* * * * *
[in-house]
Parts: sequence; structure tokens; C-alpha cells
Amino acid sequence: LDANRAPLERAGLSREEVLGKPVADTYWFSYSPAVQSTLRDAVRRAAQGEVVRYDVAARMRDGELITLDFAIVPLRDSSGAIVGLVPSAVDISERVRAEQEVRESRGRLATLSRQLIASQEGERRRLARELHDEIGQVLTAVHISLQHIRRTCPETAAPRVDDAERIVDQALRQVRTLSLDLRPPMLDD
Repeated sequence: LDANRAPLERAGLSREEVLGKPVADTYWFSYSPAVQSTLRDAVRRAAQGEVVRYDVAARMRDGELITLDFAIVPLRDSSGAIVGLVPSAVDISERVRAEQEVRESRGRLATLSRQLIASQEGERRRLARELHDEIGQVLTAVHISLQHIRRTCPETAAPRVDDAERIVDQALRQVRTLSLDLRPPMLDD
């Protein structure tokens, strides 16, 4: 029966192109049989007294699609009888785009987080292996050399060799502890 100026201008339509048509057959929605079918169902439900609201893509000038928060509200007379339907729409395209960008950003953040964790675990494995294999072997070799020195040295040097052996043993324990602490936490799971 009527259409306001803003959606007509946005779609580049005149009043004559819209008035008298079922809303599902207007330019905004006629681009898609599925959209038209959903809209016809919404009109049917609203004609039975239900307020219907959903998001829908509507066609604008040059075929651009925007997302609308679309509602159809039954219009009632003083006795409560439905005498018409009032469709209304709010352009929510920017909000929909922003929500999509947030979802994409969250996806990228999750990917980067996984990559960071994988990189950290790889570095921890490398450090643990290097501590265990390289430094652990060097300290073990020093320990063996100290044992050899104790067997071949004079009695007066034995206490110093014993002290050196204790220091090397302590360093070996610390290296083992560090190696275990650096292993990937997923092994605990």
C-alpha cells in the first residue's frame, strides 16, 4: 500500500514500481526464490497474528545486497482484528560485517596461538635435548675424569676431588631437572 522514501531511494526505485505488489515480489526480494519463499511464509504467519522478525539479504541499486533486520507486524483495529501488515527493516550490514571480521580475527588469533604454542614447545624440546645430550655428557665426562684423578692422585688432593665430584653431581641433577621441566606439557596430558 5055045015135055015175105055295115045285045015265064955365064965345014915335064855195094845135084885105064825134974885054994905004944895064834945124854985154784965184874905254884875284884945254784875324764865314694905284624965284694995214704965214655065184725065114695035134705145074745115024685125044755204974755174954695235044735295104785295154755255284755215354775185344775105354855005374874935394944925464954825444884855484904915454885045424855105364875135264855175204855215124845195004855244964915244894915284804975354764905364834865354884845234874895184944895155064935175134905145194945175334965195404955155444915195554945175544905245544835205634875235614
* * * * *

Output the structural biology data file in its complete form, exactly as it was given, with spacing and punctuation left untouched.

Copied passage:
[in-house]
Parts: sequence; structure tokens; C-alpha cells
Amino acid sequence: LDANRAPLERAGLSREEVLGKPVADTYWFSYSPAVQSTLRDAVRRAAQGEVVRYDVAARMRDGELITLDFAIVPLRDSSGAIVGLVPSAVDISERVRAEQEVRESRGRLATLSRQLIASQEGERRRLARELHDEIGQVLTAVHISLQHIRRTCPETAAPRVDDAERIVDQALRQVRTLSLDLRPPMLDD
Repeated sequence: LDANRAPLERAGLSREEVLGKPVADTYWFSYSPAVQSTLRDAVRRAAQGEVVRYDVAARMRDGELITLDFAIVPLRDSSGAIVGLVPSAVDISERVRAEQEVRESRGRLATLSRQLIASQEGERRRLARELHDEIGQVLTAVHISLQHIRRTCPETAAPRVDDAERIVDQALRQVRTLSLDLRPPMLDD
């Protein structure tokens, strides 16, 4: 029966192109049989007294699609009888785009987080292996050399060799502890 100026201008339509048509057959929605079918169902439900609201893509000038928060509200007379339907729409395209960008950003953040964790675990494995294999072997070799020195040295040097052996043993324990602490936490799971 009527259409306001803003959606007509946005779609580049005149009043004559819209008035008298079922809303599902207007330019905004006629681009898609599925959209038209959903809209016809919404009109049917609203004609039975239900307020219907959903998001829908509507066609604008040059075929651009925007997302609308679309509602159809039954219009009632003083006795409560439905005498018409009032469709209304709010352009929510920017909000929909922003929500999509947030979802994409969250996806990228999750990917980067996984990559960071994988990189950290790889570095921890490398450090643990290097501590265990390289430094652990060097300290073990020093320990063996100290044992050899104790067997071949004079009695007066034995206490110093014993002290050196204790220091090397302590360093070996610390290296083992560090190696275990650096292993990937997923092994605990």
C-alpha cells in the first residue's frame, strides 16, 4: 500500500514500481526464490497474528545486497482484528560485517596461538635435548675424569676431588631437572 522514501531511494526505485505488489515480489526480494519463499511464509504467519522478525539479504541499486533486520507486524483495529501488515527493516550490514571480521580475527588469533604454542614447545624440546645430550655428557665426562684423578692422585688432593665430584653431581641433577621441566606439557596430558 5055045015135055015175105055295115045285045015265064955365064965345014915335064855195094845135084885105064825134974885054994905004944895064834945124854985154784965184874905254884875284884945254784875324764865314694905284624965284694995214704965214655065184725065114695035134705145074745115024685125044755204974755174954695235044735295104785295154755255284755215354775185344775105354855005374874935394944925464954825444884855484904915454885045424855105364875135264855175204855215124845195004855244964915244894915284804975354764905364834865354884845234874895184944895155064935175134905145194945175334965195404955155444915195554945175544905245544835205634875235614